Environmental Biology of Fishes

, Volume 98, Issue 1, pp 23–33 | Cite as

Copy number variation in the melanocortin 4 receptor gene and alternative reproductive tactics the swordtail Xiphophorus multilineatus

  • C. C. SmithEmail author
  • R. M. Harris
  • K. P. Lampert
  • M. Schartl
  • H. A. Hofmann
  • M. J. Ryan


Alternative reproductive tactics are powerful examples of how variation in genetics and physiology among individuals can lead to striking diversity in phenotype. In the swordtails (genus Xiphophorus), copy number variation (CNV) at the melanocortin 4 receptor (mc4r) locus is correlated with male body size, which in turn is correlated with male mating behavior. We measured the relationship between mc4r CNV, behavior, and 11-ketotesterone (11-KT) in X. multilineatus to determine whether mc4r CNV was associated with other components of male tactics in addition to body size. We confirmed the results of previous studies, showing that male size increases with mc4r CNV and that mating behavior toward females was size-dependent. We also examined agonistic behavior by exposing males to their mirror image and found that male-male displays behavior were size-dependent. Small males were less likely to exhibit an agonistic response, suggesting that alternative reproductive tactics span intrasexual and intersexual contexts. There was no significant association between mc4r CNV and behavior or 11-KT hormone titer. Mc4r CNV is thus associated with the variation in male body size, but not with other traits independent of body size.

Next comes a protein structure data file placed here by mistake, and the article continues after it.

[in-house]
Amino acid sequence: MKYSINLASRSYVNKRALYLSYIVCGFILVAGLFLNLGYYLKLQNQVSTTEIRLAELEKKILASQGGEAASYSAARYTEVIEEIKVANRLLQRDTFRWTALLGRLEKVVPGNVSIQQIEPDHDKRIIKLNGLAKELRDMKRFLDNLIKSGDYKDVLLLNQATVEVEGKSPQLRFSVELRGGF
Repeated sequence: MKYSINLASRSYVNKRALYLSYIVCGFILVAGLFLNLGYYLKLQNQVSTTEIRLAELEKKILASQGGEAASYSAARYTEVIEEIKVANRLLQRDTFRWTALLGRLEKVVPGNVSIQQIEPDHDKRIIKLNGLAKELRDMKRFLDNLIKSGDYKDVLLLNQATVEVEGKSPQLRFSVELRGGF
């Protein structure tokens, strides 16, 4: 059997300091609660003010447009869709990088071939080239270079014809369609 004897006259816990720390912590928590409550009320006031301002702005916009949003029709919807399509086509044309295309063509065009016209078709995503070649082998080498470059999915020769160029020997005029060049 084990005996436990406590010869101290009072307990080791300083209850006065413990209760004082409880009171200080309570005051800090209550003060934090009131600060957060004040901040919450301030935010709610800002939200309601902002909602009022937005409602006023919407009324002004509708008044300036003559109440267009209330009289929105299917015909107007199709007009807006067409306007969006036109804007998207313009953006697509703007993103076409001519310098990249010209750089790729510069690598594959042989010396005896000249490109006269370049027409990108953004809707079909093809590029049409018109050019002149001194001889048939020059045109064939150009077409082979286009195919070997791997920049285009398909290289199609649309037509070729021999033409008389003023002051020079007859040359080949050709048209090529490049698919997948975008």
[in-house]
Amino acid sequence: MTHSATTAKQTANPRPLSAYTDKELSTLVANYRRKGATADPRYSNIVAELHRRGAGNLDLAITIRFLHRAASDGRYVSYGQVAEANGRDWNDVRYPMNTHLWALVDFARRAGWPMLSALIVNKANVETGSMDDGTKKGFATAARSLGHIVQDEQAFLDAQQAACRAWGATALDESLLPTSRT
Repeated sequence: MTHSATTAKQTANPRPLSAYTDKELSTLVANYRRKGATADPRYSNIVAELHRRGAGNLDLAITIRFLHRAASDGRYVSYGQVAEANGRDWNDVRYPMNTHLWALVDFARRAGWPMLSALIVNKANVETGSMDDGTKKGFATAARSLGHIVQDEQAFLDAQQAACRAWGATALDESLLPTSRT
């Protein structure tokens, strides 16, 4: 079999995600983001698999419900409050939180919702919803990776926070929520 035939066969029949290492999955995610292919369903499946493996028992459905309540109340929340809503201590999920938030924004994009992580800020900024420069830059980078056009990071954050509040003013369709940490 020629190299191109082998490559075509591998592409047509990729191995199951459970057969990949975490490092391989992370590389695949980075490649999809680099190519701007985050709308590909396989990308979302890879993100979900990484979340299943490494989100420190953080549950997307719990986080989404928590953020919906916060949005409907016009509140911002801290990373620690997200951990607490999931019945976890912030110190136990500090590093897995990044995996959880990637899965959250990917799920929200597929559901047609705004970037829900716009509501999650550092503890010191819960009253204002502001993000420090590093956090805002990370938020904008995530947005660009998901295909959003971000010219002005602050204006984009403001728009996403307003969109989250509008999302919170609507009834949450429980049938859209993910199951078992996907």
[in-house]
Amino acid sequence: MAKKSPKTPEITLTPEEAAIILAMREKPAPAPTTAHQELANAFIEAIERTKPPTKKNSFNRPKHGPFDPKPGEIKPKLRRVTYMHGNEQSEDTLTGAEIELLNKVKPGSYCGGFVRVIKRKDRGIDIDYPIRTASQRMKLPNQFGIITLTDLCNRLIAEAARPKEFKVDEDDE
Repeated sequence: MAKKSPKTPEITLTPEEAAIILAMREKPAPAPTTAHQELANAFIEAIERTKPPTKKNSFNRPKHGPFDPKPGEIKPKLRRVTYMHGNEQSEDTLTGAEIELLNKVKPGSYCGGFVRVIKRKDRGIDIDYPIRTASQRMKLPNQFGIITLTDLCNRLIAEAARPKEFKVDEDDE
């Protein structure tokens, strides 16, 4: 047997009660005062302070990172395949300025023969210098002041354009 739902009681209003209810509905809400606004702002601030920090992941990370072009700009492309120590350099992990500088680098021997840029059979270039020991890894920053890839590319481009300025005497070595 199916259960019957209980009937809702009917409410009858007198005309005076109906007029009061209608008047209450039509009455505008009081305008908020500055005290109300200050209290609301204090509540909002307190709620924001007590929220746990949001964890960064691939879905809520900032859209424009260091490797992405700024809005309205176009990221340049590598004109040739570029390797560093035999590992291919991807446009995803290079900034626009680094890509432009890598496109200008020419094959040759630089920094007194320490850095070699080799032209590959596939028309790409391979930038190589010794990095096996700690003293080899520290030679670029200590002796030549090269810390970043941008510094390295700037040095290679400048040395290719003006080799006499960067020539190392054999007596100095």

11-ketotestosterone Alternative reproductive tactics Copy number variation Melanocortin 4 receptor P-gene Xiphophorus 



Ben Inbar and Rebecca Haning helped with the video analysis, processing the water samples and field work. Funding came from the Alfred P. Sloan Foundation Fellowship and a Dwight W. and Blanche Faye Reeder Centennial Fellowship in Systematic and Evolutionary Biology to HAH; by the Deutsche Forschungsgemeinschaft through SFB 487 to MS, and a Clark Hubbs Regents Professorship to MJR. Collecting permits were obtained from Secretaria Pesca of the government of Mexico (DGOPA.11319.031107.-4933). Fish maintenance and experiments were approved by the Institutional Animal Care and Use Committee at The University of Texas at Austin.

Supplementary material

10641_2014_234_MOESM1_ESM.pdf (39 kb)
Supplementary Fig. 1 The probability of parallel swimming (a) or biting (b) as a function of male standard length. Filled dots in (a) indicate males that parallel swam for less than 46 s. All other males parallel swam for at least 5 min during the 20-min trial (see Fig. 1a). The logistic regression equation for (a) was y = 1.59×−40.16, and for (b) y = 0.11×−3.49. (PDF 39 kb)


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Copyright information

© Springer Science+Business Media Dordrecht 2014

Authors and Affiliations

  • C. C. Smith
    • 1
    Email author
  • R. M. Harris
    • 1
  • K. P. Lampert
    • 2
  • M. Schartl
    • 3
    • 4
  • H. A. Hofmann
    • 1
    • 5
  • M. J. Ryan
    • 1
  1. 1.Department of Integrative BiologyThe University of Texas at AustinAustinUSA
  2. 2.Department of Animal Ecology, Evolution and BiodiversityUniversity of BochumBochumGermany
  3. 3.Physiological Chemistry, BiocentreUniversity of WürzburgWürzburgGermany
  4. 4.Comprehensive Cancer Center MainfrankenWürzburgGermany
  5. 5.Institute for Cellular and Molecular Biology, Institute for NeuroscienceThe University of TexasAustinUSA

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